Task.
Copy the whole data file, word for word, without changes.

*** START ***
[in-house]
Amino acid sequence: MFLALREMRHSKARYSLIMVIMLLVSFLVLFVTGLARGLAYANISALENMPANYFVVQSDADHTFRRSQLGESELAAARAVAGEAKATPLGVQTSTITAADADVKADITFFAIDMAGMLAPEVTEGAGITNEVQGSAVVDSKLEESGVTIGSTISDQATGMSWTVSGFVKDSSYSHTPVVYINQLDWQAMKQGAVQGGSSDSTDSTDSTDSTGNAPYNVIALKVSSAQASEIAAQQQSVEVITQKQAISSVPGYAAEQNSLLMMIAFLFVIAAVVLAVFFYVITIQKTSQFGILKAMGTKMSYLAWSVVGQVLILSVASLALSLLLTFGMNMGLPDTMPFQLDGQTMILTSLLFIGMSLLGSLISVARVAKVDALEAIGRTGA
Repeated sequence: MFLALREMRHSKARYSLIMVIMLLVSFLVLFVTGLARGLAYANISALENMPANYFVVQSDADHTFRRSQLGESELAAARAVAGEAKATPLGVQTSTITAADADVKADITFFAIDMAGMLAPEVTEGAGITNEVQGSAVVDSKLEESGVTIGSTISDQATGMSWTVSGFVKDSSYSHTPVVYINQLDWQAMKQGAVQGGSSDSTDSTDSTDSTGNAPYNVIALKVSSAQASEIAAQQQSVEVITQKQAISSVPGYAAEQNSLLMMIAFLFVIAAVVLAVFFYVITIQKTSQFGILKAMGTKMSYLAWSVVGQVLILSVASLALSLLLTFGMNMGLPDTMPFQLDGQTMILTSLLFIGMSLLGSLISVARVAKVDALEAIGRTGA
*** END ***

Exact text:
[in-house]
Amino acid sequence: MFLALREMRHSKARYSLIMVIMLLVSFLVLFVTGLARGLAYANISALENMPANYFVVQSDADHTFRRSQLGESELAAARAVAGEAKATPLGVQTSTITAADADVKADITFFAIDMAGMLAPEVTEGAGITNEVQGSAVVDSKLEESGVTIGSTISDQATGMSWTVSGFVKDSSYSHTPVVYINQLDWQAMKQGAVQGGSSDSTDSTDSTDSTGNAPYNVIALKVSSAQASEIAAQQQSVEVITQKQAISSVPGYAAEQNSLLMMIAFLFVIAAVVLAVFFYVITIQKTSQFGILKAMGTKMSYLAWSVVGQVLILSVASLALSLLLTFGMNMGLPDTMPFQLDGQTMILTSLLFIGMSLLGSLISVARVAKVDALEAIGRTGA
Repeated sequence: MFLALREMRHSKARYSLIMVIMLLVSFLVLFVTGLARGLAYANISALENMPANYFVVQSDADHTFRRSQLGESELAAARAVAGEAKATPLGVQTSTITAADADVKADITFFAIDMAGMLAPEVTEGAGITNEVQGSAVVDSKLEESGVTIGSTISDQATGMSWTVSGFVKDSSYSHTPVVYINQLDWQAMKQGAVQGGSSDSTDSTDSTDSTGNAPYNVIALKVSSAQASEIAAQQQSVEVITQKQAISSVPGYAAEQNSLLMMIAFLFVIAAVVLAVFFYVITIQKTSQFGILKAMGTKMSYLAWSVVGQVLILSVASLALSLLLTFGMNMGLPDTMPFQLDGQTMILTSLLFIGMSLLGSLISVARVAKVDALEAIGRTGA